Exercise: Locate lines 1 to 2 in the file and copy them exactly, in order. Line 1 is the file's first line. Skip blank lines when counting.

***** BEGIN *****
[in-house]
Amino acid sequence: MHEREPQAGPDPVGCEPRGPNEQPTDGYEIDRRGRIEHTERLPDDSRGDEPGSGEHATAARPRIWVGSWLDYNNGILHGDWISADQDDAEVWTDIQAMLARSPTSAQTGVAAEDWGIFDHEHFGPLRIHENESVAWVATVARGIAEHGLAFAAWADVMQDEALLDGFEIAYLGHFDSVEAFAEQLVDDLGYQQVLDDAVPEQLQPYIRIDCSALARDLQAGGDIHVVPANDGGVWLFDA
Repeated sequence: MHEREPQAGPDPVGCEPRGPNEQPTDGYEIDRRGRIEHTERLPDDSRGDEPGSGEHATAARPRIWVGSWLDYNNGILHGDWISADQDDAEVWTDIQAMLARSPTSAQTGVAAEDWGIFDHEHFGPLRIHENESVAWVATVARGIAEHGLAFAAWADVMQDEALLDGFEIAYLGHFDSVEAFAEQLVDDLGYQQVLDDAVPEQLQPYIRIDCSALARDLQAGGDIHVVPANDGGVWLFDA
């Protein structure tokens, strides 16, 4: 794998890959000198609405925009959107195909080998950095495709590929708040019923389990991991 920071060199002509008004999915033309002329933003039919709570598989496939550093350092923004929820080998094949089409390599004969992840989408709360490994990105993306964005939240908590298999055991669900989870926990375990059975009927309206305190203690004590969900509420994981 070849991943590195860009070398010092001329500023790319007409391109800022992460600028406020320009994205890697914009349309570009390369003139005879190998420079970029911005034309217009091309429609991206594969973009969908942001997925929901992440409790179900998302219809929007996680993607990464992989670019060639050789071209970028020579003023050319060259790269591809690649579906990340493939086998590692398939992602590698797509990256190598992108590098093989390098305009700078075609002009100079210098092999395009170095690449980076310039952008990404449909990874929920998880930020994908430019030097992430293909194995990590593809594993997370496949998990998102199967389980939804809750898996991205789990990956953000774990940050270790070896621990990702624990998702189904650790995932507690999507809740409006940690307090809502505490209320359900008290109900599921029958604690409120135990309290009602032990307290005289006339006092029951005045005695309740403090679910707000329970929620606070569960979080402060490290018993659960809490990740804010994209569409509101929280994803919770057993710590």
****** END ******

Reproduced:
[in-house]
Amino acid sequence: MHEREPQAGPDPVGCEPRGPNEQPTDGYEIDRRGRIEHTERLPDDSRGDEPGSGEHATAARPRIWVGSWLDYNNGILHGDWISADQDDAEVWTDIQAMLARSPTSAQTGVAAEDWGIFDHEHFGPLRIHENESVAWVATVARGIAEHGLAFAAWADVMQDEALLDGFEIAYLGHFDSVEAFAEQLVDDLGYQQVLDDAVPEQLQPYIRIDCSALARDLQAGGDIHVVPANDGGVWLFDA